At issue in this litigation is whether the terms "circuit" and "circuitry" as used in the '411 reissue patent of the '250 patent are means-plus-function limitations. The Gennum Litigation did not address whether any "circuit" or "circuitry" terms in the '250 patent were means-plus-function limitations, and the construction of claims 27 and 31 of the '869 patent is not at issue in the present suit. The issue before this court, however, is identical to the issue that was decided by Judge Breyer. The argument that TLC and Thomson present to this court is also identical to the arguments presented to Judge Breyer: whether the terms "circuit" and "circuitry" by themselves disclose sufficient structure such that they may avoid § 112 (6) treatment. While the case law of the Federal Circuit has changed since Judge Breyer's 2002 claim construction ruling, the rule of law to be applied by the court in this case is the same as when it was applied by Judge Breyer.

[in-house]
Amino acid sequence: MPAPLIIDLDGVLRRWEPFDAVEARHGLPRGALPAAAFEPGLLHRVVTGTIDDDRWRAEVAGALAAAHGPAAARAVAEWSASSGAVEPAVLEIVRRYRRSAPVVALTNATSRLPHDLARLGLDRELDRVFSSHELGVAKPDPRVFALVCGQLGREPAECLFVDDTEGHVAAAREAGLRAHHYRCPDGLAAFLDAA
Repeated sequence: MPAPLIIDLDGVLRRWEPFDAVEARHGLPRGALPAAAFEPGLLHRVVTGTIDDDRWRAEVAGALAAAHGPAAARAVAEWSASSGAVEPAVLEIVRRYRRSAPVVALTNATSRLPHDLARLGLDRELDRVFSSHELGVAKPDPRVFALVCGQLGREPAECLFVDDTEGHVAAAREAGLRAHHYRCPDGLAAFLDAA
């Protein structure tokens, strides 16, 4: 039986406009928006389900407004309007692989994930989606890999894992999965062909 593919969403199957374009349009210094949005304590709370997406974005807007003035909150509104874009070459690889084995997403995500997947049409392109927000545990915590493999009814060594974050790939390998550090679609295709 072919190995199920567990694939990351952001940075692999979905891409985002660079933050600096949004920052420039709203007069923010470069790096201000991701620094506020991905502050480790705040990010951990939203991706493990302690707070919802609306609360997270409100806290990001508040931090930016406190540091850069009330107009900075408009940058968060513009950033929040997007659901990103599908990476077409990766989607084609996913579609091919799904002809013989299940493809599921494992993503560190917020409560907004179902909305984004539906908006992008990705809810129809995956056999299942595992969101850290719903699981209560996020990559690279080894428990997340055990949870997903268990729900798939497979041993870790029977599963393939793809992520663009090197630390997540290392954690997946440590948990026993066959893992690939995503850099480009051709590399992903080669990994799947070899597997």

Separate patents describe "separate and distinct [inventions]," 35 U.S.C. § 121, such that "it can not be presumed that related patents rise and fall together." Comair Rotron, Inc. v. Nippon Densan Corp., 49 F.3d 1535, 1539 (Fed. Cir. 1999). Yet as to the third and fourth factors articulated by the Restatement (Second) of Judgments, the court finds that the '869 and '250 patents are so closely related that TLC could have anticipated that Judge Breyer's construction of the term "circuitry" in the Gennum Litigation could apply to future suits on both the '250 and '869 patents or their reissues. "[T]he same terms appearing in different portions of the claims should be given the same meaning unless it is clear from the specification and prosecution history that the terms have different meanings at different portions of the claims." Fin Control Sys. Pty, Ltd. v. OAM, Inc., 265 F.3d 1311, 1318 (Fed. Cir. 2001). While this principle is typically applied to claims occurring within the same patent, it applies with equal force to identical terms appearing in related patents. See Epcon Gas Sys. Inc. v. Bauer Compressors, Inc., 279 F.3d 1022, 1031 (Fed. Cir. 2002) ("The same term or phrase should be interpreted consistently where it appears in claims of common ancestry.") The '869 and '250 patents share a common file and prosecution history and use the terms "circuit" and "circuitry" in an identical manner. The court therefore finds that the issue is identical to that previously decided by Judge Breyer.